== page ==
The Edison Electric Institute (EEI), which represents all investor owned utilities in the US, has been urged to confess or condemn the use of so-called “dark money” to pay for campaigns against solar net metering.

The Alliance for Solar Choice (TASC) cites the case of Arizona utility APS, which denied channelling money into not-for-profit groups to fund anti-solar campaigning. It was later revealed by local press that the groups Prosper and 60-Plus Association had received funding from APS. It is also alleged that utilities have been using choreographed grassroots organisations, a process referred to as astroturfing.

Now TASC has called on EEI to clarify its own position in light of the APS affair.

"EEI should give a firm 'yes' or 'no' on their own use of dark money, and whether or not they endorse APS' tactics," said Bryan Miller, co-chair of TASC and VP of public policy and power markets at Sunrun.

The Arizona Corporation Commission (ACC) is demanding information from organisations including APS on the possible use of ratepayer funds for public relations campaigns against solar power and net metering.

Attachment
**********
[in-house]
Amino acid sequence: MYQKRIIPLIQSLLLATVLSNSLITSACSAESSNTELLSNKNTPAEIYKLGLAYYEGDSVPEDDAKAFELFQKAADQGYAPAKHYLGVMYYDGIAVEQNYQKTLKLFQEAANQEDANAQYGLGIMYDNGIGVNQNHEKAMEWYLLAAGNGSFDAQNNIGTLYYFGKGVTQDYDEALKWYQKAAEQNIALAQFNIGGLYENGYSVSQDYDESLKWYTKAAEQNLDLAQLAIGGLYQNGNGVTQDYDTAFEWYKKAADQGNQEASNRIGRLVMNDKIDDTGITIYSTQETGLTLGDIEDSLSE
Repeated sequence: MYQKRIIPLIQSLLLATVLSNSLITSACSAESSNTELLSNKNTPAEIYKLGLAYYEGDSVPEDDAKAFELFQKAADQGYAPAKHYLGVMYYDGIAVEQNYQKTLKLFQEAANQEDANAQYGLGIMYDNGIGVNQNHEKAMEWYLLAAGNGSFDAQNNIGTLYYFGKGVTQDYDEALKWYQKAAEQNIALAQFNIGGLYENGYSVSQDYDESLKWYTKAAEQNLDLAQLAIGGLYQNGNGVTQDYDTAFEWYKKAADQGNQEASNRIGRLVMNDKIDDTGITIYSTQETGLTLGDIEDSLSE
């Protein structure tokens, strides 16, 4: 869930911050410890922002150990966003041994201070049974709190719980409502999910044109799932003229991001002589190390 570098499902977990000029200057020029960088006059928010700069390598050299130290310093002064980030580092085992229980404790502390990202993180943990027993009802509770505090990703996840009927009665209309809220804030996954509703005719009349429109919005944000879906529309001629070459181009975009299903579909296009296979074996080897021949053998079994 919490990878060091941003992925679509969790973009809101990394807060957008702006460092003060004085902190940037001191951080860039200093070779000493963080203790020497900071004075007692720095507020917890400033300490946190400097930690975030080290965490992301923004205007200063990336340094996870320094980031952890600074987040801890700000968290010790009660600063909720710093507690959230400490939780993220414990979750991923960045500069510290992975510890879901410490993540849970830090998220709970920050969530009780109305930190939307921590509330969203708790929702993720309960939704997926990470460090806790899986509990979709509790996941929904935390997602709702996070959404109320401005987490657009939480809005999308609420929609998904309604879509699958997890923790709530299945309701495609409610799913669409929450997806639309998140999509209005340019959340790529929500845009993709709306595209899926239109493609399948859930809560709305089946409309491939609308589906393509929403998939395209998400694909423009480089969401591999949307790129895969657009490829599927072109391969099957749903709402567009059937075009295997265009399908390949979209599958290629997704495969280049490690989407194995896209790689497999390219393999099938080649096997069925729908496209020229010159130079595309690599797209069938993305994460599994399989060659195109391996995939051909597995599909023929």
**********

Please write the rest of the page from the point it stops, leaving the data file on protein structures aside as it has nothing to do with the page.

ACC commissioner Bob Burns has written to the Tucson Electric Power, its parent company, Unisource Energy, electric co-operatives, as well as APS, regarding their methods of fund public relations and advertising campaigns.

The EEI and many other groups believe net metering, which allows solar homes to wind back their meter with their excess power, results in a disproportionate amount of grid costs being met by non-solar homes.

PV Tech contacted EEI but it failed to directly address the TASC request, instead referring to a campaign ad it has funded itself to run in Arizona.

The EEI ad campaign in Arizona